That I state further that the conduct of the trial judge in consciously adjourning cases before him on all dates that I have appeared before him whilst insisting on hearing my case till very late in the day if juxtapose with his conduct of not giving me adequate time for the preparation of my case to the extent that my counsel had to truncate his submission before him to attend another court in breach of the earlier agreed set time for the hearing is further evidence of bias against me by trial judge.

That I state that by the provisions of Article 19 (2) (g) of the 1992 Constitution, it is constitutionally required that I be afforded the same conditions as that given to the Prosecution. However, the conduct of the trial judge in unilaterally imposing dates without any consideration whatsoever has not only breached my constitutional rights, but has created a nightmare scenario where some of the dates and times unilaterally imposed by trial judge has made it impossible for my lawyers to be present, in that, they had earlier taken the same dates in their prior cases.

That I state further that the trial judge has discriminated against me and has not exhibited the same conduct when giving dates in his court in any other cases. This I state is a further breach of the constitutional provision in the exercise of discretion as provided in Article 296 of the 1992 Constitution and this is a further act of bias.

That I state that this act by the trial judge is being done to prejudice my case by ensuring that my counsel will not be available on the dates and more specifically on Thursdays and Fridays when he is aware that those days have been reserved for the past 3 (three) years for Justice Kwofie who is his senior in the aforesaid Ernest Thompson case.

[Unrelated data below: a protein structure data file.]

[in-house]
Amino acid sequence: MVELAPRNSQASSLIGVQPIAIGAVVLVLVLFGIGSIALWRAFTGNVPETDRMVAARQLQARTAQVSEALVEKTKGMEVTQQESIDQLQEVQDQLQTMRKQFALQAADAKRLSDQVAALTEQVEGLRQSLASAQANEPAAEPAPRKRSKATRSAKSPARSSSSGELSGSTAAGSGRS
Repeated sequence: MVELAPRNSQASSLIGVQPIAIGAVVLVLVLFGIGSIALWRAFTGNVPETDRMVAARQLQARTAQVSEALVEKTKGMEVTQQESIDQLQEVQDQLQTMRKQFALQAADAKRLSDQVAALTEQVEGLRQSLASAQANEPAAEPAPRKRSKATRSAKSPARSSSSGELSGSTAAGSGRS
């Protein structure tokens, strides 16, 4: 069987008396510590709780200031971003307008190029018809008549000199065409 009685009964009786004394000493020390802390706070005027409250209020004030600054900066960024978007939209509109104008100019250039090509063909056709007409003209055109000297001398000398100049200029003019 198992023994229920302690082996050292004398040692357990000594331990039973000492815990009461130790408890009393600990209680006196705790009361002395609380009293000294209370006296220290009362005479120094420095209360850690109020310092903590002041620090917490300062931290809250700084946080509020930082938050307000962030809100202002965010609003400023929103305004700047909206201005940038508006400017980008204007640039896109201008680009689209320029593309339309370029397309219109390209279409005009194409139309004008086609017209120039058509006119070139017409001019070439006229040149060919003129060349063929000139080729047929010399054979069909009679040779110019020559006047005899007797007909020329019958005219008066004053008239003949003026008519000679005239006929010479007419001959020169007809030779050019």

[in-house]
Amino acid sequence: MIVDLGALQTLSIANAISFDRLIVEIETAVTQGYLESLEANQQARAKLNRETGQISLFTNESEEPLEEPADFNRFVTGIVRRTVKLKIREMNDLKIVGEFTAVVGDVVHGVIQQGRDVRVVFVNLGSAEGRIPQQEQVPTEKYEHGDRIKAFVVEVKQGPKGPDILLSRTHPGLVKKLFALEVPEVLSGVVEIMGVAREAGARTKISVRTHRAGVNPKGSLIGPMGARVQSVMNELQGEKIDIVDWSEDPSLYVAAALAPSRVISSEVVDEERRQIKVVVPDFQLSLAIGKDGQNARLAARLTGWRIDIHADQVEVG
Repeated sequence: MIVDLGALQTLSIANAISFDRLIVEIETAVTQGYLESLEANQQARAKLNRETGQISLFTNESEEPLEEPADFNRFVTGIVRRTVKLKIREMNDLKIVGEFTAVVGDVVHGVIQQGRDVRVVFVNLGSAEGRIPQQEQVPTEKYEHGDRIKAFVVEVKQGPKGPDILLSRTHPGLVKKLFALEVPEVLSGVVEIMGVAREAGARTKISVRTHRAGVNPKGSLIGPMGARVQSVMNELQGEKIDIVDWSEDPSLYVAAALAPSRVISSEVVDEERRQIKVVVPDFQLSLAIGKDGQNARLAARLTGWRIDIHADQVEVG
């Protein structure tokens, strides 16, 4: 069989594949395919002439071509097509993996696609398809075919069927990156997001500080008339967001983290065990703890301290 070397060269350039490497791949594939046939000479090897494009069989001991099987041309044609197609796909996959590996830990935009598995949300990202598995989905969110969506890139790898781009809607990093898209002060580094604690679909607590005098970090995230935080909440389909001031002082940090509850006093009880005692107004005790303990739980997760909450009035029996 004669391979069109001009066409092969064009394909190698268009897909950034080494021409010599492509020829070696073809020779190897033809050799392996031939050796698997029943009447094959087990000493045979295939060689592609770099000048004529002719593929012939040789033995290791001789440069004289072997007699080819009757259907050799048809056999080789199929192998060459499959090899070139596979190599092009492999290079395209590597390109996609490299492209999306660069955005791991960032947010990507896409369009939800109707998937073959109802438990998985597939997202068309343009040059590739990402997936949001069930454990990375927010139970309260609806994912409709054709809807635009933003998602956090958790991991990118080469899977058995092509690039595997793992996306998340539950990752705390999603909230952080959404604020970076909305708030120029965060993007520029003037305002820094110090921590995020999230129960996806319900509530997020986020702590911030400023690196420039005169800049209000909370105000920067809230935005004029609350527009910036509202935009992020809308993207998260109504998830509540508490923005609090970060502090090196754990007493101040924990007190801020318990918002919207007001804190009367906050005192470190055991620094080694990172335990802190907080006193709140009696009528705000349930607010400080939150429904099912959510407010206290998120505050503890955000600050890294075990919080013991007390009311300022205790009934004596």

That I state that this being a criminal trial for which I can suffer the ultimate punishment, which is deprivation of my personal liberty, it is important that I should at least be afforded the same facilities as was afforded the prosecution, this unfortunately is not being done by the trial judge who has by his conduct in court exhibited not only real likelihood of bias but also open hostility toward me including embarrassing my Counsel in open court particulars of which are stated above will result in failure of justice in my case if the trial judge is to continue with the hearing of the case. That I state that based on the above, it is only fair and just that trial judge recuses himself from further hearing of the suit as he will be bias against me.